Why were the rabbis so fixated on this Torah story?  Why were they so fixated on this matter of hospitality; of welcoming the stranger?  Perhaps it was because of another statement that appears and reappears throughout the Torah, that statement being, “for you were strangers in the land of Egypt.”

The Torah is constantly concerned about the well being of the stranger, and therefore so were the rabbis.  That concern is based upon the fact that of all people, we as Jews should know what it feels like, and what it means, to be a stranger.  We know what it is like to be on the outside, looking in.  We know what it is like to sometimes feel excluded or ignored or  evenworse, and we do not like it.

If we do not like being the stranger – if we do not like being treated that way; as somehow less than others – then from our unpleasant experiences we should learn to do better and to be better when we find the tables reversed; when we are the hosts and others are the strangers.  If we do not like to be made to feel unwelcome, then it is incumbent upon us to go out of our way to welcome others.  And, as the midrash about the old man instructs, it should not matter whether or not we agree with those others.  It should not matter whether or not they are like us or dramatically different from us.  For in the end, as different as we may be, they, like us, are still God’s children and should be treated accordingly.

Our rabbis were truly wise because while they understood that this issue of how we treat strangers most certainly has societal, national, and international dimensions – it impacts such issues as how do we as Americans treat immigrants, both of the legal and illegal variety, and how do Israelis in the Jewish state treat the non-Jews residing in their midst – if we are ever to effectively address such issues properly, we must start our efforts, not so much on the big scale but rather on the small scale, the intimate scale, the personal scale.  The rabbis clearly understood that if we ever want our society to be welcoming to the strangers in its midst, then we have start by building homes that are welcoming to strangers.  That if we start by promoting this virtue of Hachnasat Orchim – of welcoming the stranger – on a family level then surely it eventually will take hold on a societal level.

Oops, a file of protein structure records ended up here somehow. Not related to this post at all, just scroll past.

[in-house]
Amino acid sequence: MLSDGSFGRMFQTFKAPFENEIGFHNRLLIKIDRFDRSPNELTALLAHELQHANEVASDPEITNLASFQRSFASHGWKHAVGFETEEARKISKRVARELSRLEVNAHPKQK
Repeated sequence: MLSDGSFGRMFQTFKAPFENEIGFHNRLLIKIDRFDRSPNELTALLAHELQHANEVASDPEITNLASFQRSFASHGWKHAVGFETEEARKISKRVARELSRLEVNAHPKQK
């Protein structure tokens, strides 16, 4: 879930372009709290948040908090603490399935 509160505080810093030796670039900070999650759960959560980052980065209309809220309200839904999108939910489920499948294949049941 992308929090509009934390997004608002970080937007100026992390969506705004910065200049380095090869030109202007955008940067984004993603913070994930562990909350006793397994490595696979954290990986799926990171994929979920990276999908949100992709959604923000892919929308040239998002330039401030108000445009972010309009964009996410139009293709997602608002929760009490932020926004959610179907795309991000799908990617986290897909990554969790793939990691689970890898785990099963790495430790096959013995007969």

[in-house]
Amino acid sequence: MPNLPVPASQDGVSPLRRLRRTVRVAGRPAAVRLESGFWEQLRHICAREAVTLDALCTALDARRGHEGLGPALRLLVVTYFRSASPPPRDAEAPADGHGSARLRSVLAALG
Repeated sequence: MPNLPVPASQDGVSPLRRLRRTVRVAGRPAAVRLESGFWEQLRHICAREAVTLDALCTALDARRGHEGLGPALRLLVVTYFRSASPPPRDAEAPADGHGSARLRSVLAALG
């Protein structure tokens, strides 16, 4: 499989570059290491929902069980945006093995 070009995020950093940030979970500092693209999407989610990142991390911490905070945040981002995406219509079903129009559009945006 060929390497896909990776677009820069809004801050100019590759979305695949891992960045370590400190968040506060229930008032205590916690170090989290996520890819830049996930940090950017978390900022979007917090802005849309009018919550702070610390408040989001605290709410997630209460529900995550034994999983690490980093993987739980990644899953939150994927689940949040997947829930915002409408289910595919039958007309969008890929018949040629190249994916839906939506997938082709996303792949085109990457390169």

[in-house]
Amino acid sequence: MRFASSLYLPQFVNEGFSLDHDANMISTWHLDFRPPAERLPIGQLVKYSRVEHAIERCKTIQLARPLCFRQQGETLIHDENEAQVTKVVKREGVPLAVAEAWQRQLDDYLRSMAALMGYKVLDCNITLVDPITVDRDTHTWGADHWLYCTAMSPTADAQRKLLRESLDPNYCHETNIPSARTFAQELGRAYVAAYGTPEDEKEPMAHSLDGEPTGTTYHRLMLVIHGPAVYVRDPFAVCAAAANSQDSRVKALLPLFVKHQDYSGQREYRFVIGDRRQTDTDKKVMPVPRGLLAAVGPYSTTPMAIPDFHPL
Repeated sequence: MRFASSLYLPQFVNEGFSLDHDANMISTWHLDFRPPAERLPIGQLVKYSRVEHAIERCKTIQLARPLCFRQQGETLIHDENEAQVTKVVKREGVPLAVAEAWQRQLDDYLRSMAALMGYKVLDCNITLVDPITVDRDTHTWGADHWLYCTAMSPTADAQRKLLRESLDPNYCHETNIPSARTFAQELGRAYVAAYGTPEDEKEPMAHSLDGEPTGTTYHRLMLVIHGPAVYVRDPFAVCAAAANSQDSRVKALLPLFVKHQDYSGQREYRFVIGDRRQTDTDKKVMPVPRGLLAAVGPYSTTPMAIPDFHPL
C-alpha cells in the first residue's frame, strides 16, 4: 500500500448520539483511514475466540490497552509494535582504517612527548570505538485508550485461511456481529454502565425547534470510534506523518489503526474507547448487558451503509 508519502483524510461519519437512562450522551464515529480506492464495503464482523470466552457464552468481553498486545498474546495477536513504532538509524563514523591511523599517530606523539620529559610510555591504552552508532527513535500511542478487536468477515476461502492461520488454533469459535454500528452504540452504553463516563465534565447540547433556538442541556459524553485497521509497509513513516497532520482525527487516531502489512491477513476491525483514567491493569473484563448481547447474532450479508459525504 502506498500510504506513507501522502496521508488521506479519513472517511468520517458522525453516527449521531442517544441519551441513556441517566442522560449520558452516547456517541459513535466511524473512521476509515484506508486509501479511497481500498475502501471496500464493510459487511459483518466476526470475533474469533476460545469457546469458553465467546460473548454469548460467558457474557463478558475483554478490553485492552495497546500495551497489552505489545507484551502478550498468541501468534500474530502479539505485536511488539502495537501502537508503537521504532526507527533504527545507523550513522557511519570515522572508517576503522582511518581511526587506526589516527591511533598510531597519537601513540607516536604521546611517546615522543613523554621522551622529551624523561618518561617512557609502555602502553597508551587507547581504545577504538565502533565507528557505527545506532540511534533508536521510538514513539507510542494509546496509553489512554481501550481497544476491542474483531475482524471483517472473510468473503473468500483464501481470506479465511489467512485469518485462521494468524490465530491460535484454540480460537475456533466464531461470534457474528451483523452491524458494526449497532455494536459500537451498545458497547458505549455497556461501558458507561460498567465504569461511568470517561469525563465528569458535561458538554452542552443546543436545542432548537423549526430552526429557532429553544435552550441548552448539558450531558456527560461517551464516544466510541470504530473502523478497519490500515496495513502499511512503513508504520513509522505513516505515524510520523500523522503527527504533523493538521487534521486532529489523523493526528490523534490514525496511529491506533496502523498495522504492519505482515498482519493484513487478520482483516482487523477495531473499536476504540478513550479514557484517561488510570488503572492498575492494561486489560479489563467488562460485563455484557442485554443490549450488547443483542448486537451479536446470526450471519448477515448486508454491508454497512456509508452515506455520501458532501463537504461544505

The rabbis understood that we need to turn to Abraham as a model of personal behavior.  Abraham lived a world that was not very welcoming.  Twice – once in this week’s Torah portion – Abraham and Sarah found themselves in foreign lands where they were so unwelcome that if they did not conceal the fact that they were married, Abraham most likely would have been murdered by lecherous rulers.  Yet, even so, Abraham decided that his world was going to be different.  His home would be a place in which strangers would feel welcomed rather than afraid.  Therefore, as Abraham’s home was welcoming to strangers, so should every Jewish home be welcoming to strangers.  There should always be at least one seat open for guests at our Shabbat dinner table.  Guests should always welcomed to the Passover Seder, even as we begin that service by stating, “Let all who are hungry come and eat!”  Nor should we consider these seats to be reserved for people we know.  Rather, when it comes to this, it is the stranger who should enjoy priority seating.

As we welcome strangers into our homes, so should we, as Jews, welcome strangers into our synagogues.  When we see someone we do not know, we should feel it to be our obligation to approach that person, introduce ourselves and help them to feel at home among us.  I am sure that there are among us tonight those who have found themselves in other communities on Shabbat or on holidays.  There are those who, while in those communities, have gone to local synagogues.  In some of those synagogues, we felt left out in the cold.  We were alone, and no one even acknowledged our presence.  It was as if we were not there.  And after the service, we left the building feeling worse than empty; feeling somehow wounded.  Then there are those who, finding themselves in a similar situation, entered synagogues in which people approached them, welcomed them, wanted to get to know them, and tried to make them feel at home.  And that felt great!  The point being that Hachnasat Orchim may start in our homes but should naturally flow into our synagogues.

But in the end, Hachnasat Orchim need not exclusively be a Jewish value, practiced solely in Jewish venues.  As we incorporate this virtue into our lives, ideally it should become a part of our daily lives, no matter where we are and no matter who we are with.  And then, hopefully, it will grow in our hearts to the point where we come to understand that our communities, our states, our nation, and even our world are but extensions of our homes, and as such should be havens in which strangers as well as natives should feel welcomed and safe.